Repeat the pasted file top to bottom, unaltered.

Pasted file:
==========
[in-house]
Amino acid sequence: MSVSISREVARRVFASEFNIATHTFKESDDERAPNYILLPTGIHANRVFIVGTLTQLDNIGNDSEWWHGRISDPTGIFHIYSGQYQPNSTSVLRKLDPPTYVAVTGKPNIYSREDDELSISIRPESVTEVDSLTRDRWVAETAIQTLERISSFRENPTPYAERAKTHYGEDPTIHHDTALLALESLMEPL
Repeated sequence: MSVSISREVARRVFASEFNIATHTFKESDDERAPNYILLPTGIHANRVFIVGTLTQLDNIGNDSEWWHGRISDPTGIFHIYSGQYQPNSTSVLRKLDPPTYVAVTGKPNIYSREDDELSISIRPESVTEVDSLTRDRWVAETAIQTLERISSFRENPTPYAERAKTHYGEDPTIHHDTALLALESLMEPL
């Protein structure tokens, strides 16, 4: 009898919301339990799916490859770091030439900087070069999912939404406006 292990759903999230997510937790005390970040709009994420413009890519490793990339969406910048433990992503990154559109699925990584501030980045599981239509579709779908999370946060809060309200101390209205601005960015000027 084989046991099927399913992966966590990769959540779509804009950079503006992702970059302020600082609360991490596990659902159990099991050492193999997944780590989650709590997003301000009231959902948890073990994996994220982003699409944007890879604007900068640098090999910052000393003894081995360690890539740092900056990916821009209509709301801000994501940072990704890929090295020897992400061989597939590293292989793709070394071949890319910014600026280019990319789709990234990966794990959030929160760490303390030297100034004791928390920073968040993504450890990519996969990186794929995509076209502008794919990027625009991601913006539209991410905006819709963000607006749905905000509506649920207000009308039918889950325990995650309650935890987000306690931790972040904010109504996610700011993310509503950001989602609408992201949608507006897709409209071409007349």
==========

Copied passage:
[in-house]
Amino acid sequence: MSVSISREVARRVFASEFNIATHTFKESDDERAPNYILLPTGIHANRVFIVGTLTQLDNIGNDSEWWHGRISDPTGIFHIYSGQYQPNSTSVLRKLDPPTYVAVTGKPNIYSREDDELSISIRPESVTEVDSLTRDRWVAETAIQTLERISSFRENPTPYAERAKTHYGEDPTIHHDTALLALESLMEPL
Repeated sequence: MSVSISREVARRVFASEFNIATHTFKESDDERAPNYILLPTGIHANRVFIVGTLTQLDNIGNDSEWWHGRISDPTGIFHIYSGQYQPNSTSVLRKLDPPTYVAVTGKPNIYSREDDELSISIRPESVTEVDSLTRDRWVAETAIQTLERISSFRENPTPYAERAKTHYGEDPTIHHDTALLALESLMEPL
């Protein structure tokens, strides 16, 4: 009898919301339990799916490859770091030439900087070069999912939404406006 292990759903999230997510937790005390970040709009994420413009890519490793990339969406910048433990992503990154559109699925990584501030980045599981239509579709779908999370946060809060309200101390209205601005960015000027 084989046991099927399913992966966590990769959540779509804009950079503006992702970059302020600082609360991490596990659902159990099991050492193999997944780590989650709590997003301000009231959902948890073990994996994220982003699409944007890879604007900068640098090999910052000393003894081995360690890539740092900056990916821009209509709301801000994501940072990704890929090295020897992400061989597939590293292989793709070394071949890319910014600026280019990319789709990234990966794990959030929160760490303390030297100034004791928390920073968040993504450890990519996969990186794929995509076209502008794919990027625009991601913006539209991410905006819709963000607006749905905000509506649920207000009308039918889950325990995650309650935890987000306690931790972040904010109504996610700011993310509503950001989602609408992201949608507006897709409209071409007349």